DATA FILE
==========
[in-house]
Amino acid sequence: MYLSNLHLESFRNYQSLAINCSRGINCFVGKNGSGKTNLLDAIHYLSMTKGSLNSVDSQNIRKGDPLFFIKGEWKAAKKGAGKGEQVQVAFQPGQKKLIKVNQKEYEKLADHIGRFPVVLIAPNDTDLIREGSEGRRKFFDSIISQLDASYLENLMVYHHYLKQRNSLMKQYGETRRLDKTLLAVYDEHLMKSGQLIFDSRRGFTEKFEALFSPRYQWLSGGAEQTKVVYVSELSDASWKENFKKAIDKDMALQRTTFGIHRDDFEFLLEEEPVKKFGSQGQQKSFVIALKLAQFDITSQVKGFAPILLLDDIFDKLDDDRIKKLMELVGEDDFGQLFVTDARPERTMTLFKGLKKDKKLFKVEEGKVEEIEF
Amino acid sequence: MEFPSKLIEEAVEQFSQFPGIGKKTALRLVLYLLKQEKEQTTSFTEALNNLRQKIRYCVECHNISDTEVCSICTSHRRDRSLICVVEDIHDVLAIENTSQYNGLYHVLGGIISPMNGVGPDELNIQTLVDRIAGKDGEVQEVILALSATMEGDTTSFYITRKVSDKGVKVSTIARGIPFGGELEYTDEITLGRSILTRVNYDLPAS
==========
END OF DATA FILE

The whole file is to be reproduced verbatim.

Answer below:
[in-house]
Amino acid sequence: MYLSNLHLESFRNYQSLAINCSRGINCFVGKNGSGKTNLLDAIHYLSMTKGSLNSVDSQNIRKGDPLFFIKGEWKAAKKGAGKGEQVQVAFQPGQKKLIKVNQKEYEKLADHIGRFPVVLIAPNDTDLIREGSEGRRKFFDSIISQLDASYLENLMVYHHYLKQRNSLMKQYGETRRLDKTLLAVYDEHLMKSGQLIFDSRRGFTEKFEALFSPRYQWLSGGAEQTKVVYVSELSDASWKENFKKAIDKDMALQRTTFGIHRDDFEFLLEEEPVKKFGSQGQQKSFVIALKLAQFDITSQVKGFAPILLLDDIFDKLDDDRIKKLMELVGEDDFGQLFVTDARPERTMTLFKGLKKDKKLFKVEEGKVEEIEF
Amino acid sequence: MEFPSKLIEEAVEQFSQFPGIGKKTALRLVLYLLKQEKEQTTSFTEALNNLRQKIRYCVECHNISDTEVCSICTSHRRDRSLICVVEDIHDVLAIENTSQYNGLYHVLGGIISPMNGVGPDELNIQTLVDRIAGKDGEVQEVILALSATMEGDTTSFYITRKVSDKGVKVSTIARGIPFGGELEYTDEITLGRSILTRVNYDLPAS